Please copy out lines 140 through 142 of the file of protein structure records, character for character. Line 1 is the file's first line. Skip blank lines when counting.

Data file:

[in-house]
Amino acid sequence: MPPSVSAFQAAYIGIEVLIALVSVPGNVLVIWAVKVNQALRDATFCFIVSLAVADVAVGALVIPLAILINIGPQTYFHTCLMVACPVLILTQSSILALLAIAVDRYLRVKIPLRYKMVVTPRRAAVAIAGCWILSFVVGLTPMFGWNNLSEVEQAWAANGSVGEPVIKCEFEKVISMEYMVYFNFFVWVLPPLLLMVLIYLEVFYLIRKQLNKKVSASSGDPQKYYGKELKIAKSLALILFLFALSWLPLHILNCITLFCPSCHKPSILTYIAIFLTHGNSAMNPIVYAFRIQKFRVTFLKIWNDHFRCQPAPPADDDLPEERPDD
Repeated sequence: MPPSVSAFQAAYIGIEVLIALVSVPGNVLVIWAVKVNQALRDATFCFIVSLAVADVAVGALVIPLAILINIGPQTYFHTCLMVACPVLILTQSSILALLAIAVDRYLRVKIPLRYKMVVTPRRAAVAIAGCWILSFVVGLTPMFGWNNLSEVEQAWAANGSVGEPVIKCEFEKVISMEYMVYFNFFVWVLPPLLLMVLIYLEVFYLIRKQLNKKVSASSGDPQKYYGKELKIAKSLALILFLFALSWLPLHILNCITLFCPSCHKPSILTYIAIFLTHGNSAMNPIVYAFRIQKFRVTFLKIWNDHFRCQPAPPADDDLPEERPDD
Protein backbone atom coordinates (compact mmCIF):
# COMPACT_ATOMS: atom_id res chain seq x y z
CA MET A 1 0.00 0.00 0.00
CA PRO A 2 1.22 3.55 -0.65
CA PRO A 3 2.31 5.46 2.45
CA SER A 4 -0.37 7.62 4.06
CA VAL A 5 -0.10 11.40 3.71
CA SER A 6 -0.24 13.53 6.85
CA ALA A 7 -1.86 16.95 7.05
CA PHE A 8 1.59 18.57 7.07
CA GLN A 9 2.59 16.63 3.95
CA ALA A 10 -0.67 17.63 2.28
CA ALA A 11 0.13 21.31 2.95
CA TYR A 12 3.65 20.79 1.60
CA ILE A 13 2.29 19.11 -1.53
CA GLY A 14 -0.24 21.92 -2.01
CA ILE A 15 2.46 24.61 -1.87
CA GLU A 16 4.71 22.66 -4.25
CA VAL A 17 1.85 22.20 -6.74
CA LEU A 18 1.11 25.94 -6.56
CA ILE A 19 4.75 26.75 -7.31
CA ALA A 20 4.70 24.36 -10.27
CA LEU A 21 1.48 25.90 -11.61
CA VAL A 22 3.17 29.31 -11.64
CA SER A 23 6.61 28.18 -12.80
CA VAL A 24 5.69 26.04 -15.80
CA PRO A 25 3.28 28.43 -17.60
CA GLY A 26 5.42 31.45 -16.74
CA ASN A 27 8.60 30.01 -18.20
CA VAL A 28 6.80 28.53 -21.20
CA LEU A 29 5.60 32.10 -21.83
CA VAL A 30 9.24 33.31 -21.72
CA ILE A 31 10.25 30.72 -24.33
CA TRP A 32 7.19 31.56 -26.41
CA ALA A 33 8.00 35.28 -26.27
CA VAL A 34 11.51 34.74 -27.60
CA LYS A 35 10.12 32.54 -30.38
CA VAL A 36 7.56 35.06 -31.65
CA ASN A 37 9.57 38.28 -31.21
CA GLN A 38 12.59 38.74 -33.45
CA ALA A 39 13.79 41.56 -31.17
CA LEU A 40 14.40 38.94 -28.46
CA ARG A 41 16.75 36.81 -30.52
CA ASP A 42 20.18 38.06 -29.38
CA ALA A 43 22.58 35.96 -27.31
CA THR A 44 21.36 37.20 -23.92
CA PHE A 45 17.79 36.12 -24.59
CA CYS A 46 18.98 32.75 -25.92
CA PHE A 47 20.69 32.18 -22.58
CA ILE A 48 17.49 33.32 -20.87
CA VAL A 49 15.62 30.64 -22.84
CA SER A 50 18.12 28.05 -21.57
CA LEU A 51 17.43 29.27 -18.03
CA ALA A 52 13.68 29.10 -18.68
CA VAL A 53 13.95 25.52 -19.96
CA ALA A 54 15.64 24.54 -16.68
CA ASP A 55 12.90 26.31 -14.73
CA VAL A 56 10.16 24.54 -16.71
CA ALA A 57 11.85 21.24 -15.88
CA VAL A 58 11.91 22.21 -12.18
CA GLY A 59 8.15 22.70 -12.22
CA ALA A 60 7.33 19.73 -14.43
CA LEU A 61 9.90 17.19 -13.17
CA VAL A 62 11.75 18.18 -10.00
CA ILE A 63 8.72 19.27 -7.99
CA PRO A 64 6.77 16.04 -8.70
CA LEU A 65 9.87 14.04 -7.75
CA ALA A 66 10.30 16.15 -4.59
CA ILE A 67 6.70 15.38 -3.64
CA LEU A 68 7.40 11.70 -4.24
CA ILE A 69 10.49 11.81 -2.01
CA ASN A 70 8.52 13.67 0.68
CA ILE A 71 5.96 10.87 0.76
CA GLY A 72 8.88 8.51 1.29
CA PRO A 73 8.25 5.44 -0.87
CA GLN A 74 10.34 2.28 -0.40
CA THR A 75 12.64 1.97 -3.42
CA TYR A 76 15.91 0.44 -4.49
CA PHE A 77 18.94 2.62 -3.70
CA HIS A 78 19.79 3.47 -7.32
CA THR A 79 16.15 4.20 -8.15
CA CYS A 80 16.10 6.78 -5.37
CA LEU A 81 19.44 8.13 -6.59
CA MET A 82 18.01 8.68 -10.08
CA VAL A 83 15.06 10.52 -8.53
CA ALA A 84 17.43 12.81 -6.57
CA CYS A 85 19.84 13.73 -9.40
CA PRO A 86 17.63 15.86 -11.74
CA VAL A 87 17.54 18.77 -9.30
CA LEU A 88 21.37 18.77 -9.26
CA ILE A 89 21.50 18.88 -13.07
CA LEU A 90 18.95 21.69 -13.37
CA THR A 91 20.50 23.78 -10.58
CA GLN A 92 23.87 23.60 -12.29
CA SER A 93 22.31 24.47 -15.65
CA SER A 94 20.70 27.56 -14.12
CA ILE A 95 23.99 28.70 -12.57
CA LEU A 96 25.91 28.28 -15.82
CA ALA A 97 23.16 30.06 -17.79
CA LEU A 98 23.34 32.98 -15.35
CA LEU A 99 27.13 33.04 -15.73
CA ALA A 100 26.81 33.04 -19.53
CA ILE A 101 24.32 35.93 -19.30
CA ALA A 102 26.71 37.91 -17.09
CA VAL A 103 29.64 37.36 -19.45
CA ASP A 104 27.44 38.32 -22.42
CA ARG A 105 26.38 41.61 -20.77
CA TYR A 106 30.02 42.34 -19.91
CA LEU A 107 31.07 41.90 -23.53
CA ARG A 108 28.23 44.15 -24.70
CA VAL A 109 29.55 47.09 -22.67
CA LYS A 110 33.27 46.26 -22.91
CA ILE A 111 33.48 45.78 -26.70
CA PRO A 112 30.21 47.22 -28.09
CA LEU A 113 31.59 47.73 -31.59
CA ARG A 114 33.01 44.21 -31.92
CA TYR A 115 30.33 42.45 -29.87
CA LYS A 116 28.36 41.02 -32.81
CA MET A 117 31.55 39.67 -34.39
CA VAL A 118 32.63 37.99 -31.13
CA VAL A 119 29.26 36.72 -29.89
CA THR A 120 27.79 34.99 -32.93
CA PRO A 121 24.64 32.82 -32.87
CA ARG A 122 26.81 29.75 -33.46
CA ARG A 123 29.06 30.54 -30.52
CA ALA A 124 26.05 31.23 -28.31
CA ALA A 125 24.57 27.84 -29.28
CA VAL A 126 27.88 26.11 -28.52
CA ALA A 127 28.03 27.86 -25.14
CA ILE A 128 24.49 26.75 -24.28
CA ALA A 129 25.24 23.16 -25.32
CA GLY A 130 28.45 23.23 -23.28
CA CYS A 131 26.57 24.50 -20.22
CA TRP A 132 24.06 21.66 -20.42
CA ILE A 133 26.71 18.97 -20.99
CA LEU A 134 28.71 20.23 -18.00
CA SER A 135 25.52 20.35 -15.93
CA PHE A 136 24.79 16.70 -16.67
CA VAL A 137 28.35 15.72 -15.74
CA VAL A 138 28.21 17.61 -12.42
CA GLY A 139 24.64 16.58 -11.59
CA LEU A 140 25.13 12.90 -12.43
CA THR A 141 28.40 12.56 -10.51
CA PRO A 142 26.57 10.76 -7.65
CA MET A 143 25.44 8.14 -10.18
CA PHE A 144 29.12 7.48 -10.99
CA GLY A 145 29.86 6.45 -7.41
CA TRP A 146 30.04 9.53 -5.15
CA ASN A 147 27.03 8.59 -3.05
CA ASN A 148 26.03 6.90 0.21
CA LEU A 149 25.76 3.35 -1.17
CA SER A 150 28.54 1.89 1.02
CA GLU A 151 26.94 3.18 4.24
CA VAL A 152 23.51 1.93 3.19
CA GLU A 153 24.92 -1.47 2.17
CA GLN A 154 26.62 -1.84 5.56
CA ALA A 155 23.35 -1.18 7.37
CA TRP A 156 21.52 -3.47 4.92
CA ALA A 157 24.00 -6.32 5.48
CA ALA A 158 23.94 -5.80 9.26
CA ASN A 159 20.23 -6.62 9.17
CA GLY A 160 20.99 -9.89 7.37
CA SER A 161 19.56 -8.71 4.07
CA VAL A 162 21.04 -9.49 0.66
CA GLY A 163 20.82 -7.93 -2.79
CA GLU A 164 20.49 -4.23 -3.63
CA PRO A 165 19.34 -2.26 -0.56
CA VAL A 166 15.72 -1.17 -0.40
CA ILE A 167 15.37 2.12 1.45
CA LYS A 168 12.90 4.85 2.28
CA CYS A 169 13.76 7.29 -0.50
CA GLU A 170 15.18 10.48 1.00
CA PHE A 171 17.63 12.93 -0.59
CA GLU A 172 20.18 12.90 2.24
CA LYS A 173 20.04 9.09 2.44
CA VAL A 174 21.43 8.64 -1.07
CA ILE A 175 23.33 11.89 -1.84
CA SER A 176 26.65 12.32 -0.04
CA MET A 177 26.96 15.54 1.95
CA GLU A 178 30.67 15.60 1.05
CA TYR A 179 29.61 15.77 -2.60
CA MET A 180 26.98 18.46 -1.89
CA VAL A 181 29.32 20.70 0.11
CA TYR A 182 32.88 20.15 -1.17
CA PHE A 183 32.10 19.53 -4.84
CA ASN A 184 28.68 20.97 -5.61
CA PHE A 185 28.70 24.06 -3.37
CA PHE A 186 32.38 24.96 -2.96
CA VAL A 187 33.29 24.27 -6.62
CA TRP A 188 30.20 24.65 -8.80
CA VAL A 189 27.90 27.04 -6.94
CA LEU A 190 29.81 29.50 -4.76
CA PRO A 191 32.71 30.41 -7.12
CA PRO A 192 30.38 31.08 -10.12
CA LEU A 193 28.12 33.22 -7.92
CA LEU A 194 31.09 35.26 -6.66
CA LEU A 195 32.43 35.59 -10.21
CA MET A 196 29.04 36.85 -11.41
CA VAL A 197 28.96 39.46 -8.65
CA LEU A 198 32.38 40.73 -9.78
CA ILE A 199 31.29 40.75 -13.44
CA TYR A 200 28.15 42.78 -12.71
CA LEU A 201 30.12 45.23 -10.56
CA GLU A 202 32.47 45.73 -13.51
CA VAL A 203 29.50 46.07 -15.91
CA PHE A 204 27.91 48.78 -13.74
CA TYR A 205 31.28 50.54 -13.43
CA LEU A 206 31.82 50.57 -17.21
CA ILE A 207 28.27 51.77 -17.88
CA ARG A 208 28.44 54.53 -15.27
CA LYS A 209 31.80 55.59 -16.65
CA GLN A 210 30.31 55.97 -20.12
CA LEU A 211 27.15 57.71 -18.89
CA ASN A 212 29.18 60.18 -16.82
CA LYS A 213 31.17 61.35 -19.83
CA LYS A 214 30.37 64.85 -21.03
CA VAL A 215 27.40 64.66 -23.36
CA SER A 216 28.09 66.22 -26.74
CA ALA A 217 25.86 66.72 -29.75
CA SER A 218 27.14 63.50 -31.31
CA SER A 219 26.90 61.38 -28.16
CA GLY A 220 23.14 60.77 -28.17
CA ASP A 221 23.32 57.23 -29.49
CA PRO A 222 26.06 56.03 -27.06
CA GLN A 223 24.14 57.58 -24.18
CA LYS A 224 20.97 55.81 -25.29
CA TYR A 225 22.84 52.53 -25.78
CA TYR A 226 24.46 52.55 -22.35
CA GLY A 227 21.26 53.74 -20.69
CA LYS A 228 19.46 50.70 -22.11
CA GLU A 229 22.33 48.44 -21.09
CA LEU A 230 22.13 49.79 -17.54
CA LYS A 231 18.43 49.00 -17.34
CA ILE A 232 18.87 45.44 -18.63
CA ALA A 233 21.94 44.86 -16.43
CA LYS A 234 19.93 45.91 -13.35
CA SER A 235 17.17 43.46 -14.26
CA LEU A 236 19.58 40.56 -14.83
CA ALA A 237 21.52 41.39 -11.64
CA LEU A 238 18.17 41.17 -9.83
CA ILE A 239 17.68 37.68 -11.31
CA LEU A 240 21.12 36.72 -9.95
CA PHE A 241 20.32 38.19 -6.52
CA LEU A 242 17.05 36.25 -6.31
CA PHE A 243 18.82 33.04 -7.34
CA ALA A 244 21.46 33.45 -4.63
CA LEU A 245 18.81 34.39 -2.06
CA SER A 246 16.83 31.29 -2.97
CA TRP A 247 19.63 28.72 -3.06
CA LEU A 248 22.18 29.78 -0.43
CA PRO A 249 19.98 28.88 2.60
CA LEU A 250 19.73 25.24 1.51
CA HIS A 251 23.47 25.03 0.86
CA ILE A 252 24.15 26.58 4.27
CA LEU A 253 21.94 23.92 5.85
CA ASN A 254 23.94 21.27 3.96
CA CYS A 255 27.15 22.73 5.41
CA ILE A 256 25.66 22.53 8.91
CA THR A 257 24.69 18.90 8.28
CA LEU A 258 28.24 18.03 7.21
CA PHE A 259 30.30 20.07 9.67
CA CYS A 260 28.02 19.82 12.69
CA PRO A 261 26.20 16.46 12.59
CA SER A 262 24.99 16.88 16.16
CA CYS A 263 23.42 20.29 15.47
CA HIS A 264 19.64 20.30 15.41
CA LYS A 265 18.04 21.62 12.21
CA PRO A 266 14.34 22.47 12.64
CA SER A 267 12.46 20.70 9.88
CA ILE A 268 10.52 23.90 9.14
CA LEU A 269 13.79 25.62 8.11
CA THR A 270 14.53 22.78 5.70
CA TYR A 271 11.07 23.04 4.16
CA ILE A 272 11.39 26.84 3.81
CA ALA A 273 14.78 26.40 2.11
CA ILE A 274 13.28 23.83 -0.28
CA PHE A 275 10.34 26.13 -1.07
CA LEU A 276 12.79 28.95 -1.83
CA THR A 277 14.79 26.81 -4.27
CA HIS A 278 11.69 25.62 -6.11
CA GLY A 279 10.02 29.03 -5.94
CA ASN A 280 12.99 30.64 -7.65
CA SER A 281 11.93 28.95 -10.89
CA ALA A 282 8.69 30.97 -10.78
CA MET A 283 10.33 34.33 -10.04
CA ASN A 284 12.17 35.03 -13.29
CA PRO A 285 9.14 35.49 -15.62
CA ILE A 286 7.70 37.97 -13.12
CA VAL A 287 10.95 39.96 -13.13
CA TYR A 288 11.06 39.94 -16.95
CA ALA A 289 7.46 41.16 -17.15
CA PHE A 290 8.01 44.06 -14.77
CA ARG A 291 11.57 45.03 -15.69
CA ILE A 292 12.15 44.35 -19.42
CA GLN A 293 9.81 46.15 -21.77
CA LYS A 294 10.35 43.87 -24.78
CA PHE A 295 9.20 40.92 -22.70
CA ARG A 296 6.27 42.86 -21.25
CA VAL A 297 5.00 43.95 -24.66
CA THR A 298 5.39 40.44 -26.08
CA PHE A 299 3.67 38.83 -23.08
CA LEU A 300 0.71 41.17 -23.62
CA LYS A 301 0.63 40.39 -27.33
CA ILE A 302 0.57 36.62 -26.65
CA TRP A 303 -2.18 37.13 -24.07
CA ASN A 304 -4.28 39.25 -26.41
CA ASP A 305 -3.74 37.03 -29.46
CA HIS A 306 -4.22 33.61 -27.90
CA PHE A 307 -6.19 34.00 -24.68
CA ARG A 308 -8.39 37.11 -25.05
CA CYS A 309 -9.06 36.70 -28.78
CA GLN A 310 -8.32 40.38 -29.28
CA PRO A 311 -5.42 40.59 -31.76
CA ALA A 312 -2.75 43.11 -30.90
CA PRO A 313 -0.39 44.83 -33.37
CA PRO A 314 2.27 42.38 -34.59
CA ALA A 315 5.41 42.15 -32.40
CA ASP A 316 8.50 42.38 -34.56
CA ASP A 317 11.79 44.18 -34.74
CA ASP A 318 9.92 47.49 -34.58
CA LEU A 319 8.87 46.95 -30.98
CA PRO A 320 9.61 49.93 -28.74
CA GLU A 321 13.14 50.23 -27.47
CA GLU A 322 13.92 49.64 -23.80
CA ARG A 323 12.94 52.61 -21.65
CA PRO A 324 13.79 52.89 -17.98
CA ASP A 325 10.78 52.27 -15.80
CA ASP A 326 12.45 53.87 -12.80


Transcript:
CA SER A 135 25.52 20.35 -15.93
CA PHE A 136 24.79 16.70 -16.67
CA VAL A 137 28.35 15.72 -15.74